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Grenfell: Manufacturers ‘untroubled by safety’ of products

6 November 2020
Stephanie Barwise QC, representing the bereaved and survivors of the Grenfell Tower disaster, appeared before the Grenfell Tower Inquiry remotely

The manufacturers of the cladding and insulation products used on the exterior wall of Grenfell Tower during its refurbishment were “untroubled by the safety of their products”, the legal counsel representing the bereaved and survivors of the disaster that killed 72 people has told the Grenfell Tower Inquiry.

The comments came in Stephanie Barwise QC’s opening statement at the start of module 2 of phase 2 of the inquiry, which examines the principal materials used in the cladding system installed at the tower.

Those materials were: the Reynobond PE 55 cladding or rainscreen panels manufactured and sold by Arconic; the RS5000 insulation boards manufactured and sold by Celotex; the Kingspan Kooltherm K15 insulation boards manufactured and sold by Kingspan; the window infill panels made by Aluglaze; and the Lamatherm cavity barriers manufactured and sold by Siderise.

In her opening statement, Barwise said: “The serious implications raised by the manufacturers’ testing and promotion of the products used at Grenfell, which includes the independence of testing and certification bodies, require a radical re-think of the current regulatory framework and testing regimes.

“The supposedly independent test and certification bodies acted in breach of the duties of impartiality and accuracy imposed on them by international standards, implemented in the UK by British Standards. The failings and susceptibility to abuse of the large-scale fire testing regime are of the utmost importance, since this regime underlies the government’s building safety programme, which prescribes the extent to which the combinations of products used on façades are safe or not.

“Critically, that programme currently allows on high-rise residential buildings so-called flame retardant (FR) polyethylene-cored cladding, albeit only in conjunction with mineral wool insulation, and also allows foam insulation, albeit only in conjunction with A2-cored composite cladding.

“These may in fact be dangerous combinations, given the inherent flaws in large-scale testing, and the way in which it’s been abused to our knowledge from the very outset in 2005, namely just before the introduction of large-scale testing as an alternative route to compliance for both cladding and insulation as a system.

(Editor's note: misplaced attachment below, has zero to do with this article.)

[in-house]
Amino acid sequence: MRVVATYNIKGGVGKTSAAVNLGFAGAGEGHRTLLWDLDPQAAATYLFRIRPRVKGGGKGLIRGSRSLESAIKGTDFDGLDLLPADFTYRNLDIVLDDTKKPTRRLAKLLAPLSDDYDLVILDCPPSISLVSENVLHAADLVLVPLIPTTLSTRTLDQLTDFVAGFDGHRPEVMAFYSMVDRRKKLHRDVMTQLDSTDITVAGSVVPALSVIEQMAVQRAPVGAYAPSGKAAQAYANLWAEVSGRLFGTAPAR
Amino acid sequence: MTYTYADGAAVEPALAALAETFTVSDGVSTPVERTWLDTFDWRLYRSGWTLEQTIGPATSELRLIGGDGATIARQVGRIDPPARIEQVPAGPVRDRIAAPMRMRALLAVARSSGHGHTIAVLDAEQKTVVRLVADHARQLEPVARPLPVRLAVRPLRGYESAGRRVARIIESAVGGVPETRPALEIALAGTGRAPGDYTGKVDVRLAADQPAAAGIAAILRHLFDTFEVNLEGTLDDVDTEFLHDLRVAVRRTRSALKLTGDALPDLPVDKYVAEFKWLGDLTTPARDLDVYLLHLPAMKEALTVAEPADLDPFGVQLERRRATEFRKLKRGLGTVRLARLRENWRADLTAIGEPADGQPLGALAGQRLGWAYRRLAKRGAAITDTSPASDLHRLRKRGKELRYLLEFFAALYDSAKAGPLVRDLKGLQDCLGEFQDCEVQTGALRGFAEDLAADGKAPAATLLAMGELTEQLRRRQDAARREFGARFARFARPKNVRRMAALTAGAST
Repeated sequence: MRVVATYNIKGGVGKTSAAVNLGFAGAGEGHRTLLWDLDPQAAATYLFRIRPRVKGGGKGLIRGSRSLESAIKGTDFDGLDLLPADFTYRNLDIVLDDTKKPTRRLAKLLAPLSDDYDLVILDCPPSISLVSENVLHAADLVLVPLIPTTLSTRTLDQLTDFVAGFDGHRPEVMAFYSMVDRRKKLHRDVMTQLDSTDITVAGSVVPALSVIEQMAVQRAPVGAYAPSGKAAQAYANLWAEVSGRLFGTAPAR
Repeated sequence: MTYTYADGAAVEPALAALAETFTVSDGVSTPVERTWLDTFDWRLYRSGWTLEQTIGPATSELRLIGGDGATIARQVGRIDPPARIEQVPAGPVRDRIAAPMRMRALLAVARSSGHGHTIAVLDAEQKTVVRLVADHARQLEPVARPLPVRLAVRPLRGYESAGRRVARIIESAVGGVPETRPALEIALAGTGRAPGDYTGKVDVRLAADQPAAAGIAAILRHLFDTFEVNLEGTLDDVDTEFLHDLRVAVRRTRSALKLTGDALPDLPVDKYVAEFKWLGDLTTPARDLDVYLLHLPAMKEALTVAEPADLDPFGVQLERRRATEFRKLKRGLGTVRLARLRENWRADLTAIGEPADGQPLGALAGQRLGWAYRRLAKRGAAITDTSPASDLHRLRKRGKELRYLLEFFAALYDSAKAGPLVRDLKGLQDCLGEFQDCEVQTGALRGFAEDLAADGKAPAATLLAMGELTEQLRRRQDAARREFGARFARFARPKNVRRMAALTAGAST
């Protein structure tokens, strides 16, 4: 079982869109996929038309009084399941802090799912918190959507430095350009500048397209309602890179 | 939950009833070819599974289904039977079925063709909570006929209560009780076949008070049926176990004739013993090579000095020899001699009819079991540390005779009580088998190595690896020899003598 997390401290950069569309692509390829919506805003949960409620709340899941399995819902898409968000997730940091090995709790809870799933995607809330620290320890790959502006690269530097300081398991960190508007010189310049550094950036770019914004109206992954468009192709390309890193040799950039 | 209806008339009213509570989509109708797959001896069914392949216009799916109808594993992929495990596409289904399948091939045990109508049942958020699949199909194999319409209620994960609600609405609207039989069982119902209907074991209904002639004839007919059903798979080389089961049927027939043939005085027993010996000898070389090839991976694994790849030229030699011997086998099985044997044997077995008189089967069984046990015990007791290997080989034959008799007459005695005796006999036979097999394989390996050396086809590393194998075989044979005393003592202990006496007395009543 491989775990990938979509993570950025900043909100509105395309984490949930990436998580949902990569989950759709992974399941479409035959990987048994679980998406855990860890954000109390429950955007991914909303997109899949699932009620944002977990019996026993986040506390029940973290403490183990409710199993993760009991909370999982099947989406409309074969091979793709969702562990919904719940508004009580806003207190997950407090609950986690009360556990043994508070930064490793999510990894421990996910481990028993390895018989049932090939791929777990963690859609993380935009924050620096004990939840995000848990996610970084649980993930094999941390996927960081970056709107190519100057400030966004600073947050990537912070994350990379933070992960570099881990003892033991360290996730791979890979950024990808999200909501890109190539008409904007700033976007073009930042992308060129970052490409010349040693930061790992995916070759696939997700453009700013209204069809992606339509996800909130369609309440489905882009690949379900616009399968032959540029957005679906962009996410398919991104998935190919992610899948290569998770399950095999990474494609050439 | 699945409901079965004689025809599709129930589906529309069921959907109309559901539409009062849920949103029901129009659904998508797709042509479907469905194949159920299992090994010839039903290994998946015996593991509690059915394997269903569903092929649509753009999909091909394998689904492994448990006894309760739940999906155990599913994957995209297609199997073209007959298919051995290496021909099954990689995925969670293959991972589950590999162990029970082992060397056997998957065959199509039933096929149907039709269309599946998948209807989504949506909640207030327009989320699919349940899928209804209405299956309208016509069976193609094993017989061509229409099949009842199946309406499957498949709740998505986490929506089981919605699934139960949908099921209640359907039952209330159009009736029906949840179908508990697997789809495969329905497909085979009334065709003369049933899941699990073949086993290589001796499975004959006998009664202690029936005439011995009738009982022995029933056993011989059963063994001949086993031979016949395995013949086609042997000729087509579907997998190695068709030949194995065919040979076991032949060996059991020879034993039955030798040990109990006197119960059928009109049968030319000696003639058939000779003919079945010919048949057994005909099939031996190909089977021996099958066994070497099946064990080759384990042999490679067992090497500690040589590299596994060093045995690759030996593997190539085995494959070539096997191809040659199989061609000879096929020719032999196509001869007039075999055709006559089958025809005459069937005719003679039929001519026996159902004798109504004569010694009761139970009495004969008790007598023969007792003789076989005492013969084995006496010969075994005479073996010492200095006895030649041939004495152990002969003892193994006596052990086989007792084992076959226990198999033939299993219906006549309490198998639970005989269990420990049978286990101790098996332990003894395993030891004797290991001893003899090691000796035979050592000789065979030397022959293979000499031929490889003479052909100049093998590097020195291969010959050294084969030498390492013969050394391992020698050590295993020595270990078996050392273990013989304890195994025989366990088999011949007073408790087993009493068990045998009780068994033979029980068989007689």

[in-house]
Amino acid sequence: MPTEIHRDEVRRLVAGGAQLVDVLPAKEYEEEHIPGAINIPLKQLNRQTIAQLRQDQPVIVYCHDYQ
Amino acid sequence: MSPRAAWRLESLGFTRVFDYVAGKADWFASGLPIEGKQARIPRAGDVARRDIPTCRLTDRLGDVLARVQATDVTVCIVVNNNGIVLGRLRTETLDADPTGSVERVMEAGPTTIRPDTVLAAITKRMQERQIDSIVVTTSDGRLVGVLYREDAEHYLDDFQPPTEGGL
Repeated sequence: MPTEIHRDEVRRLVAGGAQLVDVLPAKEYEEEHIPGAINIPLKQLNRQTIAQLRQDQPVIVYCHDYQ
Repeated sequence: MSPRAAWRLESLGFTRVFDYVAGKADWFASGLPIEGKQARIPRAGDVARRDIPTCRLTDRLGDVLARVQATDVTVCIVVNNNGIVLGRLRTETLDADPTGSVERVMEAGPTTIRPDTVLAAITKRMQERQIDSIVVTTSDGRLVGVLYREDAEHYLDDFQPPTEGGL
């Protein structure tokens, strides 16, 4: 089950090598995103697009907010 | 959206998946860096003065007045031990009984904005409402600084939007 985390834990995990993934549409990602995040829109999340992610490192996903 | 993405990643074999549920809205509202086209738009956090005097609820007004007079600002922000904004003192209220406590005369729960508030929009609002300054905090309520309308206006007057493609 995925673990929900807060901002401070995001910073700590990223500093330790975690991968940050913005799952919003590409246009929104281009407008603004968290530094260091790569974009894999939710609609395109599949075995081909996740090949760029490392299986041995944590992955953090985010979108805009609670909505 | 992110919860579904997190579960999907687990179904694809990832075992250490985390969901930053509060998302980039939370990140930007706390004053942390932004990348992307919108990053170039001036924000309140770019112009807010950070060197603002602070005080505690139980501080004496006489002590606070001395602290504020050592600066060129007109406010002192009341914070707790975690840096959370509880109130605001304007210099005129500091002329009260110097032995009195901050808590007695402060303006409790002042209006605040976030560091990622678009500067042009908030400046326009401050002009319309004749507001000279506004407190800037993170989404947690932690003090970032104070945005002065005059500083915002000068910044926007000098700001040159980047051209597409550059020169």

“These combinations certainly would not be permissible in new-builds or overcladding now, since the amendment of the Building Regulations in 2018 to prohibit the use of any material below A2 in the façade.”

‘Clever marketing’

Barwise said the “most sinister” aspect of events leading to the product selection at Grenfell Tower was the manner in which manufacturers “well understood” the statutory regulation and guidance but sought to circumvent it by “clever marketing”.

She said: “The manufacturers Kingspan, Celotex and Arconic understood the importance of and misconceptions about class 0 classification in the UK, and went out of their way to advertise their products as having class 0, even though in fact neither the Kingspan K15 or Celotex RS5000 and TB4000 insulation, nor the PE 55 cladding panel used at Grenfell in fact had class 0 classification.

“What is more, class 0 was of no relevance whatsoever to insulation, since the classification is only required under the linear route for the surface of the cladding panel, which was required to be class 0, whereas the insulation was required to be of limited combustibility throughout. The manufacturers regarded so-called independent certification, such as British Board of Agrément certificates, known as BBA certificates, or Local Authority Building Control, LABC, certificates , as mere marketing tools and, as a result , those manufacturers were anything but candid in their dealings with these bodies.

“Arconic, Kingspan and Celotex well understood that the building control officer was the only obstacle to getting their products on to high-rise buildings, despite the use of such products over 18 metres being a breach of the Building Regulations and ADB, if the linear route was being followed. The means to circumvent building control officers was by satisfying them with a BBA or LABC certificate.

“Yet worse, these manufacturers and their trade associations appear to have lobbied institutions such as the National House Building Council and the Building Control Alliance, which give guidance to industry and, in particular, the building control sector. This enabled the manufacturers to in effect rewrite the guidance provided by Approved Document B, since they persuaded those institutions to produce guidance, notably BCA’s Technical Guidance Note 18, first issued June 2014, and NHBC’s July 2016 guidance on the acceptability of combustible materials in common wall constructions, including ACM, on high-rise buildings.

“Both these pieces of guidance in some respects contravened both the Building Regulations and the guidance contained in ADB.”

Manufacturers refute claims

But Arconic, Kingspan and Celotex all disputed the claims against them.

Stephen Hockman QC, representing Arconic, said that Arconic UK representative Deborah French had made available a copy of the BBA certificate for its cladding panels available to the team working on the Grenfell Tower refurbishment.

He said: “There can be no doubt that the decision as to the choice of product and method of fabrication was a matter for others, and not for her. In the event, we know that the information provided by the company as to methods of fabrication was unfortunately not consulted by those involved in the Grenfell Tower refurbishment project.”